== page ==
]. There are many limitations in current assessment processes. First, clinician-led assessments are dependent on the skills, experiences, and judgement of the individual clinician, and therefore may not always be objective. Second, clinical assessments are open to subjective bias and contain inter-/intra-variance between assessments. Third, the entire process can be time-consuming considering the person’s need to attend the appointment and undertake the assessment, and the need for clinics to arrange appointments and oversee the assessments. Fourth, people with physical mobility impairment increase their risk of further trauma by having to attend specialist clinics, so it would be preferable to undertake the assessment at home or a suitable location. Fifth, a person may exhibit different behavior because of the examination, which may alter the outcome and perceptions by the clinician.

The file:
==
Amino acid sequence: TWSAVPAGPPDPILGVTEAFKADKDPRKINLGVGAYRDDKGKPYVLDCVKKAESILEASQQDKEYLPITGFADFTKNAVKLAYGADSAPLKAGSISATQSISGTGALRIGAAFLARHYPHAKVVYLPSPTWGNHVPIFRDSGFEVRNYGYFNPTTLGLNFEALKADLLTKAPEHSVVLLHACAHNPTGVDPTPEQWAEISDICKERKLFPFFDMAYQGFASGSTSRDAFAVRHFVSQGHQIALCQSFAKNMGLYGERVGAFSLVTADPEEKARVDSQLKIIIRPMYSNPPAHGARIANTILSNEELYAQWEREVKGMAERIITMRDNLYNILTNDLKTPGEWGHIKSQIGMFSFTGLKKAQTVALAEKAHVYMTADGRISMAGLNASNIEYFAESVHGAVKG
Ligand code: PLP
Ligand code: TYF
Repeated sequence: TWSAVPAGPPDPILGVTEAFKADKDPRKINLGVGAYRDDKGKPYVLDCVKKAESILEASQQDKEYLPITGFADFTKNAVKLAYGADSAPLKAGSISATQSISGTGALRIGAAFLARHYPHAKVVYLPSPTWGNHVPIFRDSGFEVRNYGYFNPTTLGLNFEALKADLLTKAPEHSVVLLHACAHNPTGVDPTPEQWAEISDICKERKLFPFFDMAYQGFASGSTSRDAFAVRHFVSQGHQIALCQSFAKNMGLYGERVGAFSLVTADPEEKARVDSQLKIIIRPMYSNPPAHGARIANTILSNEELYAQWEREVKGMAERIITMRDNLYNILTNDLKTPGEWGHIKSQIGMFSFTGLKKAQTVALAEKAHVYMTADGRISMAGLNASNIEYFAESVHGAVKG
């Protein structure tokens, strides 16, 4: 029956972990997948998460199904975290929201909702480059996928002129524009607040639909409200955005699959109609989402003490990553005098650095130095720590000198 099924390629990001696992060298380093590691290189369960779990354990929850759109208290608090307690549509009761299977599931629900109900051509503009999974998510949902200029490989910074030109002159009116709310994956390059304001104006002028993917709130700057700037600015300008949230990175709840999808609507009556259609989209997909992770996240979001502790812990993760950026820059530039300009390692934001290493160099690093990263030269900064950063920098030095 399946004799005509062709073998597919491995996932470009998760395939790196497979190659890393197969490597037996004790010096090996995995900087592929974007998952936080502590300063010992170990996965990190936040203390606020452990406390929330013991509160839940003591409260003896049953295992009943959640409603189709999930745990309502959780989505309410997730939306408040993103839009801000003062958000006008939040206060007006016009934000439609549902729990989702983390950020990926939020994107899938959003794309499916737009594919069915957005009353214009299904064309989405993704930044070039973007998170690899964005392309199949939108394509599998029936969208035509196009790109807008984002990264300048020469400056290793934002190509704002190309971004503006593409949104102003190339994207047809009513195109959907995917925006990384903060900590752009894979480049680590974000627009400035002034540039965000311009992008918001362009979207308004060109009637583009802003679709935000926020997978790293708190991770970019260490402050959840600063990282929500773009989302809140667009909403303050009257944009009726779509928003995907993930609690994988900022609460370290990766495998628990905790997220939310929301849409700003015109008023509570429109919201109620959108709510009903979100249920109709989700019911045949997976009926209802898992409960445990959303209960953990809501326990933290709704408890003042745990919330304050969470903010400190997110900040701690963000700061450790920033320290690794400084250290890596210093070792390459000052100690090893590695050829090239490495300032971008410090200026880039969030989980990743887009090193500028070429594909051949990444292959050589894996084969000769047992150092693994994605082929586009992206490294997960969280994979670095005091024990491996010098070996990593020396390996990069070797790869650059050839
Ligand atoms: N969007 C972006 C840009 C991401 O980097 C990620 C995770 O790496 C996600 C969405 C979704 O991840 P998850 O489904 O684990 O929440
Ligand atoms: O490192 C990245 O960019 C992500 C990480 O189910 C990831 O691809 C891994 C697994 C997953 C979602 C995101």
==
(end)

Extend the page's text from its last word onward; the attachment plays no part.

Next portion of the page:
Several studies have utilised depth sensor technology to analyse and quantify mobility to predict possible future declines in physical health [1
]. Early identification could enable remedial clinician-led intervention to occur more quickly and thus improve patient outcomes [3
]. Several attempts have been made to develop assessment systems to judge clinically relevant motions such as sit-to-stand, timed-up-and-go, and static balance [13
]. While these systems have been shown to be useful in monitoring and quantifying balance, they fall short of assessing time- and speed-related measurements between distinct population groups which could be insightful to a clinician in the decision-making process.